S&P places six Asia-Pacific CDOs on CreditWatch negative

The Asia-Pacific CDOs placed on CreditWatch negative were ARLO Ltd Series 2006 (Opus – 1), Corsair (Jersey) No2 Ltd Series 69, Echo Funding Pty Ltd Series 19, Echo Funding Pty Ltd Series 20, Echo Funding Pty Ltd Series 21 and Obelisk Trust 2006-1 Eden. The SROC (synthetic rated overcollateralisation) levels for these CDOs fell below 100% during the end-of-month SROC analysis for June 2006, leading S&P to place their ratings on CreditWatch negative. The ARLO Ltd Series 2006 (Opus – 1) was a ¥1 billion ($8.7 million) synthetic CDO transaction arranged by Barclays Capital and referenced to a portfolio of mainly European and American names, and some Australian and Asian names. The Echo Funding Pty Ltd Series were originated by ANZ Banking Group, and the Obelisk Trust 2006-1 Eden is a A$52.5 million transaction due April 2011 by Société Générale. At the same time, S&P affirmed the AA- rating on Obelisk Trust 2005-1, and the BBB- rating on Security Holding Investment Entity Linking Deals Pty Ltd Series 8. S&P said the latest action was in line with changes to the format of its SROC report in December 2005. The June SROC report is due to be published shortly, following a full review of tranches for which SROC was below 100%. The agency added that in the week following the publication of the June SROC report, a full review of the affected tranches will be performed and appropriate rating actions, if any, will be taken. The SROC methodology captures the major influences on a portfolio’s performance, such as events of default, asset migration, amortisation of assets and time decay. When SROC is 100%, there is exactly sufficient credit enhancement to maintain a rating on a tranche. When SROC is below 100%, the provided level of credit enhancement does not meet S&P’s estimation of the required first-loss amount at a given rating level. Since the April 2006 SROC report, 135 tranches across the globe have been subject to rating actions by S&P.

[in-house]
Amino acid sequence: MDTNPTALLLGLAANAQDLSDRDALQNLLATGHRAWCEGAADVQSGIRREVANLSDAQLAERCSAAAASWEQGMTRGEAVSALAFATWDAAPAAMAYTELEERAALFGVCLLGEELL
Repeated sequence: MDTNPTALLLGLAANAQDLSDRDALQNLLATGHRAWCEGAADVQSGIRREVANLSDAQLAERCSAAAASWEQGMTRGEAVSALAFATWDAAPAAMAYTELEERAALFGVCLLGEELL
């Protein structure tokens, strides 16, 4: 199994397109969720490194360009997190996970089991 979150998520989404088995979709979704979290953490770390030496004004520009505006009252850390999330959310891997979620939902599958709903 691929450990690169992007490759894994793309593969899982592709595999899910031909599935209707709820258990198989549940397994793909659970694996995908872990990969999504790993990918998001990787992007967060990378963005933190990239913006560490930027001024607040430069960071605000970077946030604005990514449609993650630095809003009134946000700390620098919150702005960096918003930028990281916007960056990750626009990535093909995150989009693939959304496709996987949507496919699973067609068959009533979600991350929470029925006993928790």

• LinkedIn  
  • Save this article
  • Print this page  

You need to sign in to use this feature. If you don’t have a Risk.net account, please register for a trial.

Sign in
You are currently on corporate access.

To use this feature you will need an individual account. If you have one already please sign in.

Sign in.

Alternatively you can request an indvidual account here: